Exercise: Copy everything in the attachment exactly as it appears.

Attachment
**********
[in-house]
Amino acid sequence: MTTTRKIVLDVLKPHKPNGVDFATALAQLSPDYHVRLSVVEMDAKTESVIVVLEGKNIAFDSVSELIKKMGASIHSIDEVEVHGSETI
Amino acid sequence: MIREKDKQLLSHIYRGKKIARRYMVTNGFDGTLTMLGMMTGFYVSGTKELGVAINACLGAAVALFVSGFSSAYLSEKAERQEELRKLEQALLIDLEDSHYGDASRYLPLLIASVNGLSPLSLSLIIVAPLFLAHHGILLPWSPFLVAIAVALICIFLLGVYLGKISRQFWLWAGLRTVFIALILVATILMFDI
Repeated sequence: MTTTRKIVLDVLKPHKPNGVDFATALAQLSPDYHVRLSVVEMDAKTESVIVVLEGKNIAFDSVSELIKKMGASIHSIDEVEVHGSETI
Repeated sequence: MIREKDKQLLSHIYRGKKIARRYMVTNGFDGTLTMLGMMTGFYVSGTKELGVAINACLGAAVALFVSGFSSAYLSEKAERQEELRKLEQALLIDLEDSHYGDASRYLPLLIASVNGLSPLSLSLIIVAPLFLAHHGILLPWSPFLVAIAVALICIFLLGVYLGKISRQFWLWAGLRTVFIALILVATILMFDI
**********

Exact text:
[in-house]
Amino acid sequence: MTTTRKIVLDVLKPHKPNGVDFATALAQLSPDYHVRLSVVEMDAKTESVIVVLEGKNIAFDSVSELIKKMGASIHSIDEVEVHGSETI
Amino acid sequence: MIREKDKQLLSHIYRGKKIARRYMVTNGFDGTLTMLGMMTGFYVSGTKELGVAINACLGAAVALFVSGFSSAYLSEKAERQEELRKLEQALLIDLEDSHYGDASRYLPLLIASVNGLSPLSLSLIIVAPLFLAHHGILLPWSPFLVAIAVALICIFLLGVYLGKISRQFWLWAGLRTVFIALILVATILMFDI
Repeated sequence: MTTTRKIVLDVLKPHKPNGVDFATALAQLSPDYHVRLSVVEMDAKTESVIVVLEGKNIAFDSVSELIKKMGASIHSIDEVEVHGSETI
Repeated sequence: MIREKDKQLLSHIYRGKKIARRYMVTNGFDGTLTMLGMMTGFYVSGTKELGVAINACLGAAVALFVSGFSSAYLSEKAERQEELRKLEQALLIDLEDSHYGDASRYLPLLIASVNGLSPLSLSLIIVAPLFLAHHGILLPWSPFLVAIAVALICIFLLGVYLGKISRQFWLWAGLRTVFIALILVATILMFDI